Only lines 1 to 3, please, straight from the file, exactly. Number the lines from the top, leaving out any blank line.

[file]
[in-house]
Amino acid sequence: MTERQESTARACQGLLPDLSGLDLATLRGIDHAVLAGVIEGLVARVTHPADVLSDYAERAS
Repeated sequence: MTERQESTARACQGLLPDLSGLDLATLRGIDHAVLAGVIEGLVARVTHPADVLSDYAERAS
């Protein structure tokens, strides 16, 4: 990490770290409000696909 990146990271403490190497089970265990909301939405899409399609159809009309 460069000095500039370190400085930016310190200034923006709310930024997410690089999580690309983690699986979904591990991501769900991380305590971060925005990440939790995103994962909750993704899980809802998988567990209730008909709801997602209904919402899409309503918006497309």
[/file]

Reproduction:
[in-house]
Amino acid sequence: MTERQESTARACQGLLPDLSGLDLATLRGIDHAVLAGVIEGLVARVTHPADVLSDYAERAS
Repeated sequence: MTERQESTARACQGLLPDLSGLDLATLRGIDHAVLAGVIEGLVARVTHPADVLSDYAERAS